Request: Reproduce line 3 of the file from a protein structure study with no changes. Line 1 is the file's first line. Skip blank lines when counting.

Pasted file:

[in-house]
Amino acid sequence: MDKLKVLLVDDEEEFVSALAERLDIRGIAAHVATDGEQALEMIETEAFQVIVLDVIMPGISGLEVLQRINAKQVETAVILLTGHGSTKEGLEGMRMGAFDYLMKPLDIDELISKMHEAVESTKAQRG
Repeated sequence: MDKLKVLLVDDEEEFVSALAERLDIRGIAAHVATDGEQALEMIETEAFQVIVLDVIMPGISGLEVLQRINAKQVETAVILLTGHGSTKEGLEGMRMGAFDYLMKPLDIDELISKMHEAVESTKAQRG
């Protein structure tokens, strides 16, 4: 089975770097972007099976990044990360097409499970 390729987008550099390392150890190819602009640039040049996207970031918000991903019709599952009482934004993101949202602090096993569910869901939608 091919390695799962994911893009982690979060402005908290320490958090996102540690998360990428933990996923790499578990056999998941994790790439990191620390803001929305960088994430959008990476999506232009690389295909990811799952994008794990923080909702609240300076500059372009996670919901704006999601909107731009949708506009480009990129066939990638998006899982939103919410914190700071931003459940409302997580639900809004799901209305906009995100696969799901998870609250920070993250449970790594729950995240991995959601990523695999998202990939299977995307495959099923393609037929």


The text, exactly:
Repeated sequence: MDKLKVLLVDDEEEFVSALAERLDIRGIAAHVATDGEQALEMIETEAFQVIVLDVIMPGISGLEVLQRINAKQVETAVILLTGHGSTKEGLEGMRMGAFDYLMKPLDIDELISKMHEAVESTKAQRG